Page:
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Demographics seal investors into the elderly care market

The European elderly care property investment market remained buoyant, despite Covid-19, with transactions worth €7.2 billion last year, according to research from adviser Knight Frank.

Furthermore, the number of Europeans over the age of 65 is set to grow by 50% within the next 30 years, from 100 million at present to 150 million. This will drive demand for elderly care beds but particularly for full-time nursing care delivered in specialised facilities, KF said in its European Healthcare – Elderly Care Market Research 2021 publication.

Care home ownership by type, public vs private (2015-2020). Source: Knight Frank.

Investors have seized upon this trend to invest a record €8 billion in elderly care and senior living in the four quarters to March 2020.

The firm said that an increasingly wide array of investors is seeking out the opportunities presented by elderly care. Although the market has historically been state-controlled across the continent and thus underfunded, in recent years it has become dominated by private sector ownership which has addressed funding and investment shortages. It has also transformed domestic healthcare markets into pioneering systems, as is the case with the Netherlands’ specialist memory care services.

Investors in European healthcare markets have also become more international. Domestic buyers still lead but overseas buyers have accounted for 43% of European transactions since 2016.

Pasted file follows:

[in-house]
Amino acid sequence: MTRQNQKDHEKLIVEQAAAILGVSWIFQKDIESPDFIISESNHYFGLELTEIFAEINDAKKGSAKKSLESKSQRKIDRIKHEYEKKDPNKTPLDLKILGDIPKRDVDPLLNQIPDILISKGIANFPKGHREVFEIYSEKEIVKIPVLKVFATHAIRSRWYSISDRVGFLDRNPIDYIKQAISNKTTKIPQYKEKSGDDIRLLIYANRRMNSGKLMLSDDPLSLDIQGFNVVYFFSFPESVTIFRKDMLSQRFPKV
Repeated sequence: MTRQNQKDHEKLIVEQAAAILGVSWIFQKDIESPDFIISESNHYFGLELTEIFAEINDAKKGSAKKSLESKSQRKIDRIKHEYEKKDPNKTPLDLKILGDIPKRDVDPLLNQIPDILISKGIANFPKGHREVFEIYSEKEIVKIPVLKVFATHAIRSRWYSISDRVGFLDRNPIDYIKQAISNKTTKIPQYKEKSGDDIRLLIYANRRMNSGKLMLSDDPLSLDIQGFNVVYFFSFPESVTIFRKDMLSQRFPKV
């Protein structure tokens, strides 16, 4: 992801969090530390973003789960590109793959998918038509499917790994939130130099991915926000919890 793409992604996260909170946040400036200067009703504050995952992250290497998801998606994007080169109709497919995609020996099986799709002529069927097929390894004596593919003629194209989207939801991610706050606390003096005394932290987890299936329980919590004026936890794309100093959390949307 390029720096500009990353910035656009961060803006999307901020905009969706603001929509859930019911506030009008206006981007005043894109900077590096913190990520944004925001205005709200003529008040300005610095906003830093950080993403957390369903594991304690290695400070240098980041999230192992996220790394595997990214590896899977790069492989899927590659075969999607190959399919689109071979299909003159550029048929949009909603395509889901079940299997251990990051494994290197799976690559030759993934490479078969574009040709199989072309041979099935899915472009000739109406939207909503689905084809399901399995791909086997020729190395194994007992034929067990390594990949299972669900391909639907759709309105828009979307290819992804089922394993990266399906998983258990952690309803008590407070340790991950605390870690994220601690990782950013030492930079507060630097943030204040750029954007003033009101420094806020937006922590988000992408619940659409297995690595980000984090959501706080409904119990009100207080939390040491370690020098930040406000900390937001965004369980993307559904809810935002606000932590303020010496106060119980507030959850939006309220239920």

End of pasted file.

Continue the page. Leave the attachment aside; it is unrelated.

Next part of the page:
Investors awaken to Southern Europe’s potential

Universal elderly care is a less developed concept in some Southern European countries such as Spain and Italy. However, the over-80 population in Spain is set to double by 2050 and Italy will have the world’s second highest proportion of over-80s (12.8%) by then so international operators and real estate investors are beginning target these markets.

“Undeterred by the pandemic, investors have helped to address critical funding shortages across the continent and have transformed the landscape for European elderly care,” said KF head of healthcare Julian Evans. “An ageing population, the increased globalisation of elderly care and the spotlight shone on the importance of elderly care by the pandemic, have all contributed to an increased appetite for healthcare assets, a trend set to continue going forward.”